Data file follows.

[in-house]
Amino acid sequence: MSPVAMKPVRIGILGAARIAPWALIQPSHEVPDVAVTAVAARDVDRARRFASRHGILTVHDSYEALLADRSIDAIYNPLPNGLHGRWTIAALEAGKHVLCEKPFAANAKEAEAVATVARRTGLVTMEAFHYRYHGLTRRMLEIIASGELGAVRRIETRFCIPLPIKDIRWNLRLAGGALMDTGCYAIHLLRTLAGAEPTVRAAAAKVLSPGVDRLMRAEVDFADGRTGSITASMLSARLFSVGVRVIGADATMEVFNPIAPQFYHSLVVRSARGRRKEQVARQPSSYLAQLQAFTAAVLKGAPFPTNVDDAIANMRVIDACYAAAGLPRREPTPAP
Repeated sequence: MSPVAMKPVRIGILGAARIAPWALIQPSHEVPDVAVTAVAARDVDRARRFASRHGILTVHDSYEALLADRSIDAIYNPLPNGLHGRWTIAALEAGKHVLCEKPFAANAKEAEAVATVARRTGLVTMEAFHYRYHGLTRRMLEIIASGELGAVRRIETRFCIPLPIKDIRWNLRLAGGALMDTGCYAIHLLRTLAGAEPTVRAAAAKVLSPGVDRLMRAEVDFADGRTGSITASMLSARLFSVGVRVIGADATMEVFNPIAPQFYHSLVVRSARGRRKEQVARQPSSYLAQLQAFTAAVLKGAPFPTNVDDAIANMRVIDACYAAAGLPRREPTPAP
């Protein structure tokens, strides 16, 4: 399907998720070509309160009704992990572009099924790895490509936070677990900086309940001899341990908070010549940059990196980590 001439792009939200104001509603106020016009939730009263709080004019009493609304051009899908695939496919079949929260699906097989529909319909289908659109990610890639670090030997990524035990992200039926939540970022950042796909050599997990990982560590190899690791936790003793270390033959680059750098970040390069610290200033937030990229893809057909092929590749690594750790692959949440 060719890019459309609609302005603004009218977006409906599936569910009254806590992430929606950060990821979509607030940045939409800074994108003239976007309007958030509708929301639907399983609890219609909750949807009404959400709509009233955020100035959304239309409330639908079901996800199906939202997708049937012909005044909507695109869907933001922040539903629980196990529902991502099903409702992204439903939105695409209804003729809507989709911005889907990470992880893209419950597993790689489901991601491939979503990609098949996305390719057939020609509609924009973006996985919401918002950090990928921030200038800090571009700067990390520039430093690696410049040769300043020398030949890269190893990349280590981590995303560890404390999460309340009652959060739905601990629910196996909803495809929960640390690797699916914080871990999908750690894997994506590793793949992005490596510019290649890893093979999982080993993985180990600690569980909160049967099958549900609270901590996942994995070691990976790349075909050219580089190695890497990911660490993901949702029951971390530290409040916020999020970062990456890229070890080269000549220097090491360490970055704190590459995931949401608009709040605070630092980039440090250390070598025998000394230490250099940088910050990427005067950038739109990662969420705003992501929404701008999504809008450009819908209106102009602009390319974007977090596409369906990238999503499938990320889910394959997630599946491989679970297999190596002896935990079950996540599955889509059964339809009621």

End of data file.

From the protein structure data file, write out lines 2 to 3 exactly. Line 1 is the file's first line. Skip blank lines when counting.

Amino acid sequence: MSPVAMKPVRIGILGAARIAPWALIQPSHEVPDVAVTAVAARDVDRARRFASRHGILTVHDSYEALLADRSIDAIYNPLPNGLHGRWTIAALEAGKHVLCEKPFAANAKEAEAVATVARRTGLVTMEAFHYRYHGLTRRMLEIIASGELGAVRRIETRFCIPLPIKDIRWNLRLAGGALMDTGCYAIHLLRTLAGAEPTVRAAAAKVLSPGVDRLMRAEVDFADGRTGSITASMLSARLFSVGVRVIGADATMEVFNPIAPQFYHSLVVRSARGRRKEQVARQPSSYLAQLQAFTAAVLKGAPFPTNVDDAIANMRVIDACYAAAGLPRREPTPAP
Repeated sequence: MSPVAMKPVRIGILGAARIAPWALIQPSHEVPDVAVTAVAARDVDRARRFASRHGILTVHDSYEALLADRSIDAIYNPLPNGLHGRWTIAALEAGKHVLCEKPFAANAKEAEAVATVARRTGLVTMEAFHYRYHGLTRRMLEIIASGELGAVRRIETRFCIPLPIKDIRWNLRLAGGALMDTGCYAIHLLRTLAGAEPTVRAAAAKVLSPGVDRLMRAEVDFADGRTGSITASMLSARLFSVGVRVIGADATMEVFNPIAPQFYHSLVVRSARGRRKEQVARQPSSYLAQLQAFTAAVLKGAPFPTNVDDAIANMRVIDACYAAAGLPRREPTPAP